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Getting on the Grid: A Field Experiment on Bottom-Up Political Pressure and Access to Essential Public Services

Nikhar Gaikwad, Assistant Professor of Political Science, Columbia University
Encina Hall West, Room 400

Water is essential for human life, yet governments frequently leave their most vulnerable citizens to rely on informal channels to access this basic necessity. What interventions can incentivize governments to provide public services such as water to citizens trapped in informality? We theorize that for formalized services to materialize, bureaucratic hurdles and politician inertia need to be jointly overcome. Using a large factorial field experiment in Mumbai, we assess how a bottom-up bureaucratic facilitation drive and political pressure campaign impacted the likelihood that informal settlement-dwellers secured municipal water connections. Consistent with our theory, we find that bureaucratic assistance significantly improved citizens' ability to access formalized water when combined with the political pressure campaign but only in settlements that were eligible for formalization under the existing policy framework. We further show that while bureaucratic assistance was sufficient to spur citizens through the initial stages of formalization, political advocacy was essential to shaping its efficacy in ensuring "last mile" service delivery. Our findings illuminate how bottom-up pressure can motivate otherwise reluctant bureaucrats and politicians to grant citizens off-the-grid their basic human rights.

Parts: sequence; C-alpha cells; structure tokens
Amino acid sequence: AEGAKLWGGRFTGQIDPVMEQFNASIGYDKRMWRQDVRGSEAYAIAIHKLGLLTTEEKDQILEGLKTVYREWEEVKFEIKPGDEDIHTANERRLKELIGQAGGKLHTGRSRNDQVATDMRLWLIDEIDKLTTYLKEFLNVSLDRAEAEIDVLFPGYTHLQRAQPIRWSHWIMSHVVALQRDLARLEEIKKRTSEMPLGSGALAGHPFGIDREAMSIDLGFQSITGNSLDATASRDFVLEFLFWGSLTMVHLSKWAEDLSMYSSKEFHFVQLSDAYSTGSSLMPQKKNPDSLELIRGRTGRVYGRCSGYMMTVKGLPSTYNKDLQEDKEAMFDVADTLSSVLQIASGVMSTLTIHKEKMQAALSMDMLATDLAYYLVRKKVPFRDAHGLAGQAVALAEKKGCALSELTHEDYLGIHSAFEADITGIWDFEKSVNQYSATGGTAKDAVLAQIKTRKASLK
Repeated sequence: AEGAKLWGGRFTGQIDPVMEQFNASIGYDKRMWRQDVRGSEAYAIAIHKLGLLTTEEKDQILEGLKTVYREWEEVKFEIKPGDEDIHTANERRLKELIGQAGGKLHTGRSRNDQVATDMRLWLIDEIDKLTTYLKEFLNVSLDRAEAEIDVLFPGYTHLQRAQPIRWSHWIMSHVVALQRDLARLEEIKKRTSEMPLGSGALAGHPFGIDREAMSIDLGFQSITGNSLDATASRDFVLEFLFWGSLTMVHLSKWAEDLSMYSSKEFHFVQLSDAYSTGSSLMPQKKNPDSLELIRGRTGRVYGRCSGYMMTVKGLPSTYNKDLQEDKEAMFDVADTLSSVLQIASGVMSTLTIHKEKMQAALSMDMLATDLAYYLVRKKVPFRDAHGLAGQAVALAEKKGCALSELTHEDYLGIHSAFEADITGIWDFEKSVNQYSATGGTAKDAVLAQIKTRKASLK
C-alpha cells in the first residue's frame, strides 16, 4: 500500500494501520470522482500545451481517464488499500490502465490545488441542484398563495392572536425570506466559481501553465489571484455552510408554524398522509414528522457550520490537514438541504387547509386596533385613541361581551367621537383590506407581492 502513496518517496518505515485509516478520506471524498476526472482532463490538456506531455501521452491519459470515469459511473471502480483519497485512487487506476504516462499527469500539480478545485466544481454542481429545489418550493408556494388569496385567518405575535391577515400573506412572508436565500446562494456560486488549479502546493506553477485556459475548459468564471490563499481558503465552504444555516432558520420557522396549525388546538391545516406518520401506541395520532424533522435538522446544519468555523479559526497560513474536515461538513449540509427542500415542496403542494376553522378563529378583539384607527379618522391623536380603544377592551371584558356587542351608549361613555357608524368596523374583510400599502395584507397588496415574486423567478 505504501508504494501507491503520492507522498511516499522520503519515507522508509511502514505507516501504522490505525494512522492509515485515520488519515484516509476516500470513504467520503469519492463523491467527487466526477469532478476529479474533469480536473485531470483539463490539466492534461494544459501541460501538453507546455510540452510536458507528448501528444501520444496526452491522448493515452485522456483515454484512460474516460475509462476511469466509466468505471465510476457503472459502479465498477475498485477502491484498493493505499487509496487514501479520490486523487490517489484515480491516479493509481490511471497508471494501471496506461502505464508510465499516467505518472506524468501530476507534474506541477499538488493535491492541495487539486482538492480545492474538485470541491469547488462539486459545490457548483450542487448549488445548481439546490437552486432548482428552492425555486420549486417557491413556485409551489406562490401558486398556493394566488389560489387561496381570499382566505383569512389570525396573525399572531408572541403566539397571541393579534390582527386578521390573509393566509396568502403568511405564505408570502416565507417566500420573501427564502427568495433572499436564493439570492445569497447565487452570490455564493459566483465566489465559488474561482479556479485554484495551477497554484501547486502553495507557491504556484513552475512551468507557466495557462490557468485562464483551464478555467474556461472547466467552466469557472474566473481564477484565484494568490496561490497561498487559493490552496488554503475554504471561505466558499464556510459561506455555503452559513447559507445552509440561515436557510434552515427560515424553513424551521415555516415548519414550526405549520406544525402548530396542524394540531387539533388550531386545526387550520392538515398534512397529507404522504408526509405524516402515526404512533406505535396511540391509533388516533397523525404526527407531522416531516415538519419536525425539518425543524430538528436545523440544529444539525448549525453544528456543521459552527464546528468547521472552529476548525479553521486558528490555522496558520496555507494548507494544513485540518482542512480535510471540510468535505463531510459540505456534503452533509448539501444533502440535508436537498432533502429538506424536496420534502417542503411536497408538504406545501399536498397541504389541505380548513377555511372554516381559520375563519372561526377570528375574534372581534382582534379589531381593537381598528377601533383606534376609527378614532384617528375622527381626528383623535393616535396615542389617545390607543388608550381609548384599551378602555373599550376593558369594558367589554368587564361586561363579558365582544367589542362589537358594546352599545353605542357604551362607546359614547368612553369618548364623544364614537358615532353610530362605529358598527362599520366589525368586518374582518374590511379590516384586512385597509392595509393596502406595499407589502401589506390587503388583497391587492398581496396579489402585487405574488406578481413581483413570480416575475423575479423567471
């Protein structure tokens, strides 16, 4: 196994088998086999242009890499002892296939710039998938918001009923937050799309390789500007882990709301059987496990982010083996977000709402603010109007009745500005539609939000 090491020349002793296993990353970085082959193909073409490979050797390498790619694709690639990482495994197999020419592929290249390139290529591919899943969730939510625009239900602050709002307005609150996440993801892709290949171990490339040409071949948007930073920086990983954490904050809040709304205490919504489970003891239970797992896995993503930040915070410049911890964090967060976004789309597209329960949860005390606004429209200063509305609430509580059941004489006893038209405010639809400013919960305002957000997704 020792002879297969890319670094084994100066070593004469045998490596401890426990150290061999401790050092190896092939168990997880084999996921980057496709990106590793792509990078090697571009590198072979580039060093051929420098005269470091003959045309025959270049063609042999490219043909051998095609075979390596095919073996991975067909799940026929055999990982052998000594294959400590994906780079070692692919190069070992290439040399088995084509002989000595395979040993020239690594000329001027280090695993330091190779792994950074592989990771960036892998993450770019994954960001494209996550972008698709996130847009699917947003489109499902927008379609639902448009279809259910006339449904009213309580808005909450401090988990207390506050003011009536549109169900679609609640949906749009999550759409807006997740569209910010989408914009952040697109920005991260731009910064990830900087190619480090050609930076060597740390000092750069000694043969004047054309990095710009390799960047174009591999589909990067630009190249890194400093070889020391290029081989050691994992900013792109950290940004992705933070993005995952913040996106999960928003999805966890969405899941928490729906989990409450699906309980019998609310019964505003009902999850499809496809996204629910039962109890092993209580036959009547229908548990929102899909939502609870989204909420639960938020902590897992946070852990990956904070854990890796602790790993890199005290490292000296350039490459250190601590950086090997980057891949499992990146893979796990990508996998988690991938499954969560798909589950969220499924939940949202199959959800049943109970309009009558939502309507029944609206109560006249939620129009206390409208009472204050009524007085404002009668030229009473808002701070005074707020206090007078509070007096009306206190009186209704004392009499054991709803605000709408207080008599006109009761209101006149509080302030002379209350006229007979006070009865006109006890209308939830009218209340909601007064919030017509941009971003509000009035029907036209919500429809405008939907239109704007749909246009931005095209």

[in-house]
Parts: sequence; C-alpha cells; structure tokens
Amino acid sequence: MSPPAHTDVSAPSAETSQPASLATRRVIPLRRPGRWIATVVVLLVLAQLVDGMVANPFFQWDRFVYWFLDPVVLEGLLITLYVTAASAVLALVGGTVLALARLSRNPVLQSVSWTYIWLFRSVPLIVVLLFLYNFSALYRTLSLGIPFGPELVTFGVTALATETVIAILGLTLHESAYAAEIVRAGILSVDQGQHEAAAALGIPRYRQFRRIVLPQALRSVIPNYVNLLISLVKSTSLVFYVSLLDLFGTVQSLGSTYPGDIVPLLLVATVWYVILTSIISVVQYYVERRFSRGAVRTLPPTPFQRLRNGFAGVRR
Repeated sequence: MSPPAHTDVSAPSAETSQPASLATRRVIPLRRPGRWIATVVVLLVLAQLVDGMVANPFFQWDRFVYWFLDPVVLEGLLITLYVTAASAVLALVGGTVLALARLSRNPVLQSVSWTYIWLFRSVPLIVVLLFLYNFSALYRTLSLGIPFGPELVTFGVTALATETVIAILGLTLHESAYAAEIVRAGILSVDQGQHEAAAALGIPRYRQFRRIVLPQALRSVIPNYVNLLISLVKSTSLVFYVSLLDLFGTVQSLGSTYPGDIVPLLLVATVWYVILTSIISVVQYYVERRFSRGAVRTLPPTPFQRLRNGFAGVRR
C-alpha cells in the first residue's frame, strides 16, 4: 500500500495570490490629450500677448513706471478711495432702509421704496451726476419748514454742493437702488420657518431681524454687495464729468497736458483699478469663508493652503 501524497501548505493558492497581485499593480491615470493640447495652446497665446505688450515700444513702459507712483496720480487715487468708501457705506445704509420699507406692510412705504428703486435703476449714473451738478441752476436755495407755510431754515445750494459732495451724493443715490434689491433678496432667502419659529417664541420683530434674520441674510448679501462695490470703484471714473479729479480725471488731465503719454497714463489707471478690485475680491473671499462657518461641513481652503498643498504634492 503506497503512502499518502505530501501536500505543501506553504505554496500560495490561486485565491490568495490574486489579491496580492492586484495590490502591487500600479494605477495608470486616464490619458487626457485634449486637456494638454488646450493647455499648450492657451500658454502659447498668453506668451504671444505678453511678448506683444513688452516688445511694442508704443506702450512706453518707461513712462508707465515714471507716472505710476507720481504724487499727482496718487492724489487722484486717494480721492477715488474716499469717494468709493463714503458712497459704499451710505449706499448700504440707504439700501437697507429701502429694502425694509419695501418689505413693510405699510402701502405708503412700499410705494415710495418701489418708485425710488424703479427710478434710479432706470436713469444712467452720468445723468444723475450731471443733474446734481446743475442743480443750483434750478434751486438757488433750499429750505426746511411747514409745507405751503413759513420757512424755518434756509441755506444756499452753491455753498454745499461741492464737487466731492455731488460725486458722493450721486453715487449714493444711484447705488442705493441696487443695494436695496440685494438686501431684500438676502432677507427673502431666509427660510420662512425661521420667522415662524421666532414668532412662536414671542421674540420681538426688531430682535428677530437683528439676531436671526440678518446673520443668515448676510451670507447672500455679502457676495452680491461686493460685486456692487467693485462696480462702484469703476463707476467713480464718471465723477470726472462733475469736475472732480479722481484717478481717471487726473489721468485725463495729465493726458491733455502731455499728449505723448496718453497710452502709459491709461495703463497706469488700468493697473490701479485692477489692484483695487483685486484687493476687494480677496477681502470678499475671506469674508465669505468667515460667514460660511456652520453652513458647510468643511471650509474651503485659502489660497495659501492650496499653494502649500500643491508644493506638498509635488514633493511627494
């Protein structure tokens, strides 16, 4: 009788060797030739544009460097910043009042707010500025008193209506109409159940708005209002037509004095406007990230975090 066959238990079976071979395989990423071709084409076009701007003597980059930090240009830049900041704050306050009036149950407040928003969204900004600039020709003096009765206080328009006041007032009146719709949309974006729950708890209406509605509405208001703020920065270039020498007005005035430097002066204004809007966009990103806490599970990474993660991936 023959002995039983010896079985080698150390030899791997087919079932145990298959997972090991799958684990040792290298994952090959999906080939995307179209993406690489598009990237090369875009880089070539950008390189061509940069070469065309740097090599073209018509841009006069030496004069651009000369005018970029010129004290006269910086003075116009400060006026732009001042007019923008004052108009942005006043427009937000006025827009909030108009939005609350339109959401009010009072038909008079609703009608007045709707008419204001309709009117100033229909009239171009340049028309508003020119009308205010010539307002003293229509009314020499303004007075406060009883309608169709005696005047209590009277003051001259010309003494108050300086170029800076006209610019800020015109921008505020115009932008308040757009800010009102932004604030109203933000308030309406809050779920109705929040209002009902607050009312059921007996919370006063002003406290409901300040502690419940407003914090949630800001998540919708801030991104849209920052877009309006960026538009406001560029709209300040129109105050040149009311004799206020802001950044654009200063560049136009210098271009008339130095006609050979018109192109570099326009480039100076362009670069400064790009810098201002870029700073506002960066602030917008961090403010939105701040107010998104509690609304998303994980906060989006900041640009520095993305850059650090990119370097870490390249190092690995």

Nikhar Gaikwad is an Assistant Professor in the Department of Political Science and a member of the Committee on Global Thought at Columbia University. He specializes in international and comparative political economy, with a focus on the politics of economic policymaking, business-state relations, and identity. Substantively, he works on trade, migration, and environmental policymaking. He has a regional specialization in India, which he studies in comparative perspective with other democratic emerging economies.

Gaikwad’s research focuses on two types of competition that recur in the political arena: economic contestation and identity conflict. A main line of inquiry studies how cultural divisions interact with economic rivalries when actors contest distributive policies. A second stream of work investigates how conflicts of interest between economic agents influence the policymaking process. He analyzes competing interests as a theoretical lens to study questions related to representation, policy change, and development.